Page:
Different tools and instruments have been developed by the Commission to facilitate the transition towards a more Circular Economy. This page presents an overview of these available tools and highlights their area of intervention in the different steps of the Circular Economy. You can get more information about the different tools by visiting their specific webpage.
Product Environmental Footprint and Organisation Environmental Footprint
Green Public Procurement
Level(s) is a voluntary reporting framework to improve the sustainability of buildings. Using existing standards, Level(s) provides an EU-wide approach to assessing environmental performance in the built environment. It encourages life cycle thinking for the whole building by offering a step by step approach to life cycle assessment.
The building sector is a big consumer of resources in Europe. It uses about half of all materials extracted, half of all energy consumed and one third of all water consumed, and it generates one third of all waste. Environmental pressures arise at different stages of a building's life-cycle.
However, this also means that the building sector offers an enormous potential for setting the circular economy business case, including opportunities for sustainable building design, construction, repair, maintenance, as well as recycling and reuse of materials in the end of a building's lifespan. These opportunities have been increasingly recognised by the European Commission, which in 2014 adopted the Communication on Resource Efficiency Opportunities in the Building Sector and later on placed a special focus on sustainable buildings in the Circular Economy Action Plan. The Action Plan includes an action on the assessment of the environmental performance of buildings. To support such assessment, the Commission has developed a framework with indicators, called Level(s). It is a simple entry point to what can be a very complex area and covers energy, materials, water, health and comfort, climate change and life cycle cost and value.
ETV is a new tool that helps innovative environmental technologies reach the market. This circular economy tool provides third-party verification of the performance of technologies, building trust among potential customers whilst reducing technological risk.
For successful circular economy uptake, innovative, efficient and at the same time reliable environmental technologies needs to enter the market ETV provides third-party verification of the performance of technologies, enabling innovators to differentiate themselves from competitors, build trust among potential customers and reduce technological risk. The verification procedure allows for an independent assessment and validation of the manufacturer's claims on the performance and environmental benefits of their technology. The information provided by ETV through the transparent, robust and independent process, can be useful especially to small companies that wish to enter and disrupt markets. The EU-ETV Pilot Programme initiated by the European Commission has been targeted at environmental technologies whose value cannot be proved through existing standards or certification schemes and whose claims could benefit from a credible verification procedure as a guarantee to investors. The Pilot Programme has been running in specific Technology Areas: Materials, Waste and Resources technologies, Water technologies and Energy technologies. Examples include new recycled, bio-based or recyclable materials, resource-efficient processes, performance of re-manufactured equipment. ETV may be used among others to integrate innovative requirements in supply chains and public procurement, to prove compliance with pre-standard specifications or generic requirements. The EU Circular Economy Action Plan is set to further promote efficiency and updates of ETV especially in supporting innovations by SMEs.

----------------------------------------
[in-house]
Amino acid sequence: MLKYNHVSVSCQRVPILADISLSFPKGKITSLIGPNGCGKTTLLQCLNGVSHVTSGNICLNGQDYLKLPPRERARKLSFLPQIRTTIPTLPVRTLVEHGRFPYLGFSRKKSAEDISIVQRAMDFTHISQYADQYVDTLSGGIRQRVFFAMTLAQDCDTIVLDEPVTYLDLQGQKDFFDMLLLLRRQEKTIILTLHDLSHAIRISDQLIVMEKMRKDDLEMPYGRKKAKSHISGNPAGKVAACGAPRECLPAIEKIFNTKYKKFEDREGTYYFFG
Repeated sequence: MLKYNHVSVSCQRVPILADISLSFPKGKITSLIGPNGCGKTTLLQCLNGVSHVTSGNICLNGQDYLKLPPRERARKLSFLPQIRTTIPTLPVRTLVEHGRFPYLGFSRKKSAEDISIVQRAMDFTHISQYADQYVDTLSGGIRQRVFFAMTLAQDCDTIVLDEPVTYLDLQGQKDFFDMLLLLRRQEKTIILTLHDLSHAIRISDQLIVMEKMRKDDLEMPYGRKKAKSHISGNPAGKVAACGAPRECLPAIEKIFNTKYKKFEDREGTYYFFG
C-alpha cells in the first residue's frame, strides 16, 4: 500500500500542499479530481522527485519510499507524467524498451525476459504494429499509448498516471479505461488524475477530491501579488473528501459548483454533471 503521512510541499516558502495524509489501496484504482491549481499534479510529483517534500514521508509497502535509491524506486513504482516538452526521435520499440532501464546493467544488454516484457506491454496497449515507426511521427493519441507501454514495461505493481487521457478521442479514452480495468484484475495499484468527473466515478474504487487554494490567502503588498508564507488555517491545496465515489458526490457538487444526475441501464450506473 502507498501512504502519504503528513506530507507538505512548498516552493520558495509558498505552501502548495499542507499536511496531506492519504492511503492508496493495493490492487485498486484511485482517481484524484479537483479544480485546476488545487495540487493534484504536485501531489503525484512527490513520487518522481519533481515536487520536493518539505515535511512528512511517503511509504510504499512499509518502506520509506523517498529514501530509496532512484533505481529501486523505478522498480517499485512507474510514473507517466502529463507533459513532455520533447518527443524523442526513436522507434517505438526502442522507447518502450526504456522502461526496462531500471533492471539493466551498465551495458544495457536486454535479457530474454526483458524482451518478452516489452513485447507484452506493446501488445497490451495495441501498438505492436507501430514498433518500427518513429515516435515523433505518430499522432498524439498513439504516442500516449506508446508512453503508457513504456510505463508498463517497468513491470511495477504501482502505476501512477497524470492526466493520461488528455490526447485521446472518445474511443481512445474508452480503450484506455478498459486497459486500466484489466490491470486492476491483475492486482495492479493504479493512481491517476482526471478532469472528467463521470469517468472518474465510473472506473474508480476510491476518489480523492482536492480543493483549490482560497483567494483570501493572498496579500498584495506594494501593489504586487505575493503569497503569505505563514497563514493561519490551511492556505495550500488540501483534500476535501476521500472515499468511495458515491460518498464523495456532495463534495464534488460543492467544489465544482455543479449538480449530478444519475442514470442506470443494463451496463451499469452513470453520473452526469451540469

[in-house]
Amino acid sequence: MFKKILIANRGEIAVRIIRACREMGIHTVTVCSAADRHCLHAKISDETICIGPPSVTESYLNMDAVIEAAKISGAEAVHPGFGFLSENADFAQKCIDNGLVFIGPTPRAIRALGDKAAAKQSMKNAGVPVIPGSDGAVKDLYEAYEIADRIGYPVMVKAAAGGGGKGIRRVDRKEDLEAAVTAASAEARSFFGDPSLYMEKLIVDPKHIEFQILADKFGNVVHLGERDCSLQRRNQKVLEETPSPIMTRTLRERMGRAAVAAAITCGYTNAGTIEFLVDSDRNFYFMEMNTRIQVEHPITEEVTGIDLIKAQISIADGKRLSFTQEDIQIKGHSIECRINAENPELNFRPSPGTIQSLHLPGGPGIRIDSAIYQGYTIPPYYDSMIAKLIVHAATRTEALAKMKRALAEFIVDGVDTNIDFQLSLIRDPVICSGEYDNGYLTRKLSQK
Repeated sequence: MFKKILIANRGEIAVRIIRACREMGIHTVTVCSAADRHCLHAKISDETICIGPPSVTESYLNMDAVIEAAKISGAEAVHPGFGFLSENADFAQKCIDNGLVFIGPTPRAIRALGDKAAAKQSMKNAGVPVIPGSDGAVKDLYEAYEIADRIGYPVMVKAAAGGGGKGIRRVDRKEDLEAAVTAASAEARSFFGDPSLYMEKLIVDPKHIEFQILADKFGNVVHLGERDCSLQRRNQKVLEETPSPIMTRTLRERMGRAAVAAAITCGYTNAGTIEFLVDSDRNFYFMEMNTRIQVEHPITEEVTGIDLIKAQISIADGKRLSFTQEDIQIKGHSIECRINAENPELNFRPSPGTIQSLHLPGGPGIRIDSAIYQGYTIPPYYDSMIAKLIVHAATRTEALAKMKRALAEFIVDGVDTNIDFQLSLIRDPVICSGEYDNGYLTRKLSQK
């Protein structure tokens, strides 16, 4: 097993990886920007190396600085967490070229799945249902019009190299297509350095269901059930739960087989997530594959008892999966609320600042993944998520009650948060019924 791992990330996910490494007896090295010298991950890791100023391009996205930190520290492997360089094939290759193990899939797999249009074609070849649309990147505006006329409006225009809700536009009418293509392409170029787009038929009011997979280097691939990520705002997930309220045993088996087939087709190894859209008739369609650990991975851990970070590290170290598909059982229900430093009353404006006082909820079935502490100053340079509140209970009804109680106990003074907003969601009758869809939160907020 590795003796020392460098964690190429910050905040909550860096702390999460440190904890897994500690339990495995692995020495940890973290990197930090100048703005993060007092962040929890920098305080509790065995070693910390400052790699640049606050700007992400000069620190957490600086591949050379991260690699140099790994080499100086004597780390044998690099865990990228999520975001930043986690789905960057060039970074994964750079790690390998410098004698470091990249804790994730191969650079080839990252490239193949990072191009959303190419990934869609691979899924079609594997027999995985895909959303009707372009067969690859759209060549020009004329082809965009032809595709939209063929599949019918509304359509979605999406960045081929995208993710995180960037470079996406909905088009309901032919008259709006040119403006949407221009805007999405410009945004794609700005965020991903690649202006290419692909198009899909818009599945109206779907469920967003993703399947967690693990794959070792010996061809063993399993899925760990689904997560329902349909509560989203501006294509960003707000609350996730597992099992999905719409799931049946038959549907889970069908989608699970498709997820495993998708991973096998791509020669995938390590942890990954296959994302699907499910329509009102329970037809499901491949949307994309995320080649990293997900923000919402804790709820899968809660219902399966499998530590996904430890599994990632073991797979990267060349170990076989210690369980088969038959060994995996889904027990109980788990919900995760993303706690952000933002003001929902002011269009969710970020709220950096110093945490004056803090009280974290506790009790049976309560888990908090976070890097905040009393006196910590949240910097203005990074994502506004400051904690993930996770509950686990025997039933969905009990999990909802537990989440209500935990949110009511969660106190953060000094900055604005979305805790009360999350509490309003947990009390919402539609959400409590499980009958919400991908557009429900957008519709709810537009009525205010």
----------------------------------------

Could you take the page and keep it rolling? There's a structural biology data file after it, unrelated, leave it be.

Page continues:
Product Environmental Footprint (PEF) and Organisation Environmental Footprint (OEF) are comprehensive tools that measure and inform customers about the environmental impact of products and organisations. Their approach of assessing life-cycles reflects the essence of the circular economy.
With increase of environmental consciousness customers are increasingly willing to buy green products. However, the current market offers a big variety of environmental labels and schemes leading to confusion and mistrust in environmental performance information. On the other hand, producers of green products in order to prove their environmental performance and enter the national markets need to apply methods that are authorised in these countries. Therefore, the European Commission has adopted in 2013 two harmonised methods to quantify the environmental footprint of products and organisations. These methods are based on life cycle assessment and recognises the importance of addressing environmental impacts throughout the entire supply chain of product/organisation in an integrated way. The life-cycle perspective of the PEF and OEF reflect the essence of the Circular Economy. This means by addressing the impact on each stage of the life cycle, PEF and OEF address better design of products, reduction of material use and waste, recycling. They enable companies to better define their circularity strategies, focusing their efforts where really matters, that is the reduction of the most relevant impacts related to their products/organisations. Through the Pilot initiative run between 2013 and 2017, the Commission supported development of PEF Category Rules for over 20 products and OEF Sector Rules for Retail and Copper production organisations. It is envisaged that PEF and OEF will contribute to Circular Economy growth in the EU by offering a strong gross-border market boost to products and stronger competitive position to companies assessed following the EU harmonised methods.